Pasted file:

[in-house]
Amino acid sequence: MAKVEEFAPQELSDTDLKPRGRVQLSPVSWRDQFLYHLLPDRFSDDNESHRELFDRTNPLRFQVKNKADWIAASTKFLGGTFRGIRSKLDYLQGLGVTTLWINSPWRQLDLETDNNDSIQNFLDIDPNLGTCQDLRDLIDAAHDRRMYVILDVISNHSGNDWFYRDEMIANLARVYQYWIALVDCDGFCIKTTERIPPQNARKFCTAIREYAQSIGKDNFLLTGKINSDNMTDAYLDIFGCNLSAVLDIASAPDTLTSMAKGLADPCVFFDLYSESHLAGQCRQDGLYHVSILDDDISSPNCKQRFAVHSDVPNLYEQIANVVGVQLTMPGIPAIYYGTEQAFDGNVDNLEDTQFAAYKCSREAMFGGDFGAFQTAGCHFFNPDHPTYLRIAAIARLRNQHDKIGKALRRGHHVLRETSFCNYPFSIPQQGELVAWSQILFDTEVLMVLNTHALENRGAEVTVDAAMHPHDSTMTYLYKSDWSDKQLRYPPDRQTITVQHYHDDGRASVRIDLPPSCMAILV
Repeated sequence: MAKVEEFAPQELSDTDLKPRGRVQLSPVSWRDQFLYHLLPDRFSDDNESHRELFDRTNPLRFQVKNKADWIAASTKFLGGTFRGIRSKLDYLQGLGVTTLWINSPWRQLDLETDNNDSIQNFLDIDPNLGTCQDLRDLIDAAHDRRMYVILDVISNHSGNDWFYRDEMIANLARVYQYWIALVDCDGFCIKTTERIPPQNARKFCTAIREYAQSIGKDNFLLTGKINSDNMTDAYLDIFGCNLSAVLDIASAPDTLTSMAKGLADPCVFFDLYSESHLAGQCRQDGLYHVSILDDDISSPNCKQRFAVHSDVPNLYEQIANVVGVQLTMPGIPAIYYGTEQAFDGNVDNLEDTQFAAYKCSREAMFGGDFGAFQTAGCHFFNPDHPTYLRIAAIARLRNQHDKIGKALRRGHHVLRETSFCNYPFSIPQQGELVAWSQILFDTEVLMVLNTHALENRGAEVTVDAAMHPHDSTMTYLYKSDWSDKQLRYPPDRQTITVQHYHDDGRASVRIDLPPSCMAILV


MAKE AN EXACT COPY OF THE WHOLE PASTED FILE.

[in-house]
Amino acid sequence: MAKVEEFAPQELSDTDLKPRGRVQLSPVSWRDQFLYHLLPDRFSDDNESHRELFDRTNPLRFQVKNKADWIAASTKFLGGTFRGIRSKLDYLQGLGVTTLWINSPWRQLDLETDNNDSIQNFLDIDPNLGTCQDLRDLIDAAHDRRMYVILDVISNHSGNDWFYRDEMIANLARVYQYWIALVDCDGFCIKTTERIPPQNARKFCTAIREYAQSIGKDNFLLTGKINSDNMTDAYLDIFGCNLSAVLDIASAPDTLTSMAKGLADPCVFFDLYSESHLAGQCRQDGLYHVSILDDDISSPNCKQRFAVHSDVPNLYEQIANVVGVQLTMPGIPAIYYGTEQAFDGNVDNLEDTQFAAYKCSREAMFGGDFGAFQTAGCHFFNPDHPTYLRIAAIARLRNQHDKIGKALRRGHHVLRETSFCNYPFSIPQQGELVAWSQILFDTEVLMVLNTHALENRGAEVTVDAAMHPHDSTMTYLYKSDWSDKQLRYPPDRQTITVQHYHDDGRASVRIDLPPSCMAILV
Repeated sequence: MAKVEEFAPQELSDTDLKPRGRVQLSPVSWRDQFLYHLLPDRFSDDNESHRELFDRTNPLRFQVKNKADWIAASTKFLGGTFRGIRSKLDYLQGLGVTTLWINSPWRQLDLETDNNDSIQNFLDIDPNLGTCQDLRDLIDAAHDRRMYVILDVISNHSGNDWFYRDEMIANLARVYQYWIALVDCDGFCIKTTERIPPQNARKFCTAIREYAQSIGKDNFLLTGKINSDNMTDAYLDIFGCNLSAVLDIASAPDTLTSMAKGLADPCVFFDLYSESHLAGQCRQDGLYHVSILDDDISSPNCKQRFAVHSDVPNLYEQIANVVGVQLTMPGIPAIYYGTEQAFDGNVDNLEDTQFAAYKCSREAMFGGDFGAFQTAGCHFFNPDHPTYLRIAAIARLRNQHDKIGKALRRGHHVLRETSFCNYPFSIPQQGELVAWSQILFDTEVLMVLNTHALENRGAEVTVDAAMHPHDSTMTYLYKSDWSDKQLRYPPDRQTITVQHYHDDGRASVRIDLPPSCMAILV